Moose-related accidents are no longer a concern just for the island.
© Stephen Roberts photo
On April 24, Colin Rumbolt of Mary’s Harbour collided with a moose 37 kilometres outside of Port Hope Simpson. His truck is currently located at Jimmy’s Garage in Forteau. The damage sustained to the vehicle has caused it to be written off due to the damages.
More and more collisions and near misses are taking place in Southern Labrador.
On April 24, 17-year-old Colin Rumbolt of Mary’s Harbour was traveling from Goose Bay to Mary’s Harbour when, just 37 kilometres outside of Port Hope Simpson, his truck struck a 600-pound cow moose.
Colin says it was dusk and visibility was poor at the time of the accident. He was driving near the middle of the road in order to avoid potholes along the Trans-Labrador Highway. He estimates that he spotted the moose about five to ten seconds before they struck it.
He explains that the moose headed up on the right-hand shoulder of the road. Colin turned the truck a little to the left and as they proceeded on, slowing down, the moose dashed across in front of the vehicle. At that moment, Colin’s instincts cut in and, knowing he couldn’t avoid the moose, he turned the wheel to the right in order not to strike it head-on.
“If I struck the moose straight-on, I knew it would come in through the window and probably have caused fatalities,” he says.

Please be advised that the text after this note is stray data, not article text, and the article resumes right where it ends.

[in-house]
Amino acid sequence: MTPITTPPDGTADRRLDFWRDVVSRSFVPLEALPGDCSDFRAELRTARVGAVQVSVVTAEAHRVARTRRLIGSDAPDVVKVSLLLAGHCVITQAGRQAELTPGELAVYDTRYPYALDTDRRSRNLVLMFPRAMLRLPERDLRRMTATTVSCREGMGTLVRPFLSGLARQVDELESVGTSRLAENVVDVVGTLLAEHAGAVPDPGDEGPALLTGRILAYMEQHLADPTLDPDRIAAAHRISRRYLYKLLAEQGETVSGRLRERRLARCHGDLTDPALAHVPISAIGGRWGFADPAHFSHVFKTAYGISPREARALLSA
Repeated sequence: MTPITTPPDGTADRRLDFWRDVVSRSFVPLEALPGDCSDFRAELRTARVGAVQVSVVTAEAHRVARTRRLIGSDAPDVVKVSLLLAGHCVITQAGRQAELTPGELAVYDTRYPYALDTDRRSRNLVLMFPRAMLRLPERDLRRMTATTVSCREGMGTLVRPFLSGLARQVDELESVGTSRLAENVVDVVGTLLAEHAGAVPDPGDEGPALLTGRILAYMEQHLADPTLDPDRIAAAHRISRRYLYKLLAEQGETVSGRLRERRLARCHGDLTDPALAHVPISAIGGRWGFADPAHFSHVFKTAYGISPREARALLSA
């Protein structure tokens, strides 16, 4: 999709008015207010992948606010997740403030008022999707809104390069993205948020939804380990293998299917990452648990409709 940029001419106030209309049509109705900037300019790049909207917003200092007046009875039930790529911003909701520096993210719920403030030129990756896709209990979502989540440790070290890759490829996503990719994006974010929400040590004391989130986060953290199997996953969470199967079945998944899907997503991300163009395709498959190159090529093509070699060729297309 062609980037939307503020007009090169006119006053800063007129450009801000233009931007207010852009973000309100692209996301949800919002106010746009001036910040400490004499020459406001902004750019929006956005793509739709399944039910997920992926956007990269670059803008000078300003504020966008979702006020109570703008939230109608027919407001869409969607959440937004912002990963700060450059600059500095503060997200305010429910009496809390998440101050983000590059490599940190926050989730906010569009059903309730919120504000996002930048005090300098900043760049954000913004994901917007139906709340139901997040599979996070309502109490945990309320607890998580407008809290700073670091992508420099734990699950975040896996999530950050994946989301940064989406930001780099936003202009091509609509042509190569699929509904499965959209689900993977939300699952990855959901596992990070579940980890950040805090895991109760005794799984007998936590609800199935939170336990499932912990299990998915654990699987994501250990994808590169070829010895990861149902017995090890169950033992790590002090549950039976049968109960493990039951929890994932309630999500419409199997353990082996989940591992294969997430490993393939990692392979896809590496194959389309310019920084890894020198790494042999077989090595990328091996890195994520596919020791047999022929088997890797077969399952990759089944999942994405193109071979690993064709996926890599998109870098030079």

The moose collided with the corner of the driver’s side and was killed. Colin says the bonnet took the brunt of the impact.
Fortunately, no significant injuries were sustained from the collision. Colin says he suffered a bruised rib and stomach pains from the seatbelt while his girlfriend further aggravated a previously sustained leg injury. There were two other people in the vehicle who were unhurt.
The truck had to be written off due to the damages.
According to Colin’s mother, Cheryl Rumbolt, there are more moose-related collisions in the area that sometimes go unreported.
Cheryl has spoken with coworkers and numerous other individuals who have had near misses with moose roaming near the highway and says she has spotted numerous, herself, as she commutes back and forth to Port Hope Simpson from Mary’s Harbour for work.
“I think there are more moose in Labrador than people realize and I think that if everybody reported it, the numbers would be astonishing as to actually how many moose are out there and how many near misses there have been,” she says.
She is calling for more signage along the Trans-Labrador Highway to warn drivers and make them more aware of the moose population in the region.
Minister of Transportation and Works Nick McGrath says his department monitors the moose population in all areas throughout the province and when they see that there is an increase in the population, signage will be increased.
He adds that Cheryl’s concerns will be taken under consideration and will be passed along to senior officials.